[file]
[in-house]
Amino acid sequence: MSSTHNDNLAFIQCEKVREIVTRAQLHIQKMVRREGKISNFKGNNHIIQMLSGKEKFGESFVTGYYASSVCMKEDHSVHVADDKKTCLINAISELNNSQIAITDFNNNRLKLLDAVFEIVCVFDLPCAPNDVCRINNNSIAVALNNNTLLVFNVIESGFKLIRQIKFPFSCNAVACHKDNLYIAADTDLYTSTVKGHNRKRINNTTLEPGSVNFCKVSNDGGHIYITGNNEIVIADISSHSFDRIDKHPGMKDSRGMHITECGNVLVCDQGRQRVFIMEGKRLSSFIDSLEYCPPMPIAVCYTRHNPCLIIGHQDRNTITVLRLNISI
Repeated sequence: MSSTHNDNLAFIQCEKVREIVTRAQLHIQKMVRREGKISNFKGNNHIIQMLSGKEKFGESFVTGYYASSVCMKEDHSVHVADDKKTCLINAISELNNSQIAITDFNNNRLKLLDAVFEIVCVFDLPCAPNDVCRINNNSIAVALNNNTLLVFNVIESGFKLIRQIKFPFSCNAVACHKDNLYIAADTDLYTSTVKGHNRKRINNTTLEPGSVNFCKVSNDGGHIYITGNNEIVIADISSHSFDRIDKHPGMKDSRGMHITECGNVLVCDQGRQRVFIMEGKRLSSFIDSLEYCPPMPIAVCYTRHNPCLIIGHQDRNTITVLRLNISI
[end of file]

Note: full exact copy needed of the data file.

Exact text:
[in-house]
Amino acid sequence: MSSTHNDNLAFIQCEKVREIVTRAQLHIQKMVRREGKISNFKGNNHIIQMLSGKEKFGESFVTGYYASSVCMKEDHSVHVADDKKTCLINAISELNNSQIAITDFNNNRLKLLDAVFEIVCVFDLPCAPNDVCRINNNSIAVALNNNTLLVFNVIESGFKLIRQIKFPFSCNAVACHKDNLYIAADTDLYTSTVKGHNRKRINNTTLEPGSVNFCKVSNDGGHIYITGNNEIVIADISSHSFDRIDKHPGMKDSRGMHITECGNVLVCDQGRQRVFIMEGKRLSSFIDSLEYCPPMPIAVCYTRHNPCLIIGHQDRNTITVLRLNISI
Repeated sequence: MSSTHNDNLAFIQCEKVREIVTRAQLHIQKMVRREGKISNFKGNNHIIQMLSGKEKFGESFVTGYYASSVCMKEDHSVHVADDKKTCLINAISELNNSQIAITDFNNNRLKLLDAVFEIVCVFDLPCAPNDVCRINNNSIAVALNNNTLLVFNVIESGFKLIRQIKFPFSCNAVACHKDNLYIAADTDLYTSTVKGHNRKRINNTTLEPGSVNFCKVSNDGGHIYITGNNEIVIADISSHSFDRIDKHPGMKDSRGMHITECGNVLVCDQGRQRVFIMEGKRLSSFIDSLEYCPPMPIAVCYTRHNPCLIIGHQDRNTITVLRLNISI